How do you find people to feature?
Elizabeth Maltais: Whenever I see someone with exposed tattoos, I get a sense of their vibe and if they would be down to talk about their life. I try to be as respectful as possible. The last thing I want is to come across like a young person whipping out my phone, trying to take a photo. Some people want to share, others don’t. That’s fair, too. A lot of the tattoos on the page were done in jail. There was this one guy, Alain, who was covered in tattoos. He was very embarrassed to tell me he got his tattoos in jail. I told him that the past stays in the past – I’m just here to appreciate the work.
I don’t want to generalise, but I feel like older people don’t get a lot of attention. They’re left aside. Most people are super happy when I show interest in their tattoos. It makes me feel good, so I hope it makes them feel good, too. Some people ask if they’re going to be in a book and I say, one day.
What’s your favourite story you’ve heard?
Elizabeth Maltais: I love a good ‘I got this done for my lover and then we broke up and then I covered it’. One guy had ‘Jolene’ tattooed on his arm, for his wife, and when he got divorced, he covered the name with a boxer – to show he was on top and in control. I just think that’s hilarious.
I met this woman in Toronto last summer. In Kensington Market it’s very common to see people hanging out on the street, pulling up chairs, smoking cigarettes and playing really loud music on their portable radios. I noticed a woman chilling by herself. She had exposed tattoos, so I approached her. She told me that she did all her tattoos on herself when she was 50 years old. She had flowers and roots on her foot that crawled all the way up her leg. On her thigh, she had a uterus tattoo with text that read, ‘NOT THE BOSS ANYMORE’. She gave herself the tattoo to commemorate going through menopause. I thought that was so iconic. She was the best. Definitely one of my favourite stories.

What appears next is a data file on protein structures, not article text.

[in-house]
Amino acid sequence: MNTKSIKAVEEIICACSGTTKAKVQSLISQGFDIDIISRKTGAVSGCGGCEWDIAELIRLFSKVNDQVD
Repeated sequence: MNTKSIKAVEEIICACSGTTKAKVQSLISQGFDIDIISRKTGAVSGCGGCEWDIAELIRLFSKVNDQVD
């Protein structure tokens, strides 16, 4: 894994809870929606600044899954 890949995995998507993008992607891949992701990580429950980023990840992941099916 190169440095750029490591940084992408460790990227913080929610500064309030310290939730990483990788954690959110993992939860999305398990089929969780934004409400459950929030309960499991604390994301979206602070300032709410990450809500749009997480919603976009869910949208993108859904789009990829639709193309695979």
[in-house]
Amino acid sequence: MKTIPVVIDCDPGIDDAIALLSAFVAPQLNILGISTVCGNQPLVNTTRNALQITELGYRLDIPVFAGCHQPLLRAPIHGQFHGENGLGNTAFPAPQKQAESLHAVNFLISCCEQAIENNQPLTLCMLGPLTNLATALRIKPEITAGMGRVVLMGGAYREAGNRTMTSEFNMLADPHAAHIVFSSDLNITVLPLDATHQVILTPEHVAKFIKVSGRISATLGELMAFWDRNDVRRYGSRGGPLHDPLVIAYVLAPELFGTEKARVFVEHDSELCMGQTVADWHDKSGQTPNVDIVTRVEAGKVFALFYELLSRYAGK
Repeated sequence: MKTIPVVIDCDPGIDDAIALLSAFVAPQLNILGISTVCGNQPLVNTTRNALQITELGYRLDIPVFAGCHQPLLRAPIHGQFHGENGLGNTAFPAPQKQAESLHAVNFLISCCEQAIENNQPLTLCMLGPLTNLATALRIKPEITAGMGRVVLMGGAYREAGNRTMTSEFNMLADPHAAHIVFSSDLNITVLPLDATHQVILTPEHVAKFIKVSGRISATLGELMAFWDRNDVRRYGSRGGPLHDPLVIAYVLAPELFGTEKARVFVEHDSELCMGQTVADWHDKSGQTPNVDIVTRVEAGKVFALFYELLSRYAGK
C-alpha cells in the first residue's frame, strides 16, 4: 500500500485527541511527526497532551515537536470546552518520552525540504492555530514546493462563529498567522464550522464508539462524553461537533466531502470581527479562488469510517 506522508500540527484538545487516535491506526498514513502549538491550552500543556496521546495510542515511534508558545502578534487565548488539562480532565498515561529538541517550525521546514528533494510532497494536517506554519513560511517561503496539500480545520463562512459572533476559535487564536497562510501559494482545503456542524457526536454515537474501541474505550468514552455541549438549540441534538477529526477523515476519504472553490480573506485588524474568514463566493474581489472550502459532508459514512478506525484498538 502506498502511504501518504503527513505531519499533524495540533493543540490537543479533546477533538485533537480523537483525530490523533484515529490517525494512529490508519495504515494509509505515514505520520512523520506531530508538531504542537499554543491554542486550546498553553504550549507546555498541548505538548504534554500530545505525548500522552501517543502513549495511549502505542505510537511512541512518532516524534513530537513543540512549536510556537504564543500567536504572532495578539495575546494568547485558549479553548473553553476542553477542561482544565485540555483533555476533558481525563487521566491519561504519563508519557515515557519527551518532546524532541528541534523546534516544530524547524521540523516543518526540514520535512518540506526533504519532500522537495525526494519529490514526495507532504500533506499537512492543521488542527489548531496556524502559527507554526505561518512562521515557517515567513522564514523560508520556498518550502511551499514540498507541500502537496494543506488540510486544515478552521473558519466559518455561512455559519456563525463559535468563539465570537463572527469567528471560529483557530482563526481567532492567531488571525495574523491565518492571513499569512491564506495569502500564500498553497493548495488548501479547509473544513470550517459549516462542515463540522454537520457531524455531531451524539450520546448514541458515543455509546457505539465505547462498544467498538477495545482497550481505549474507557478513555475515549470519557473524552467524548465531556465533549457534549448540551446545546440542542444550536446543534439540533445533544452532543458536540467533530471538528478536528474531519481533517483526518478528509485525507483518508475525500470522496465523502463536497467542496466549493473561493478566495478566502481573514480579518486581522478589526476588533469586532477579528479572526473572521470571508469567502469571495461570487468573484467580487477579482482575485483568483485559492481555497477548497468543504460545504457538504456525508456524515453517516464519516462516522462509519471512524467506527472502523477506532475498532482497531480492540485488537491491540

What are your DMs like?
Elizabeth Maltais: At first, I thought the page would only be for me and my friends. Next thing I know, people were sharing the account and sending me photos almost every day. I get DMs from older tattoo artists who used to work in Montreal. Through the texts, I can tell they think they’re talking to a man. I feel like people don’t really know who is behind the page, which is cool. I try to keep it that way.
When did you get your first tattoo?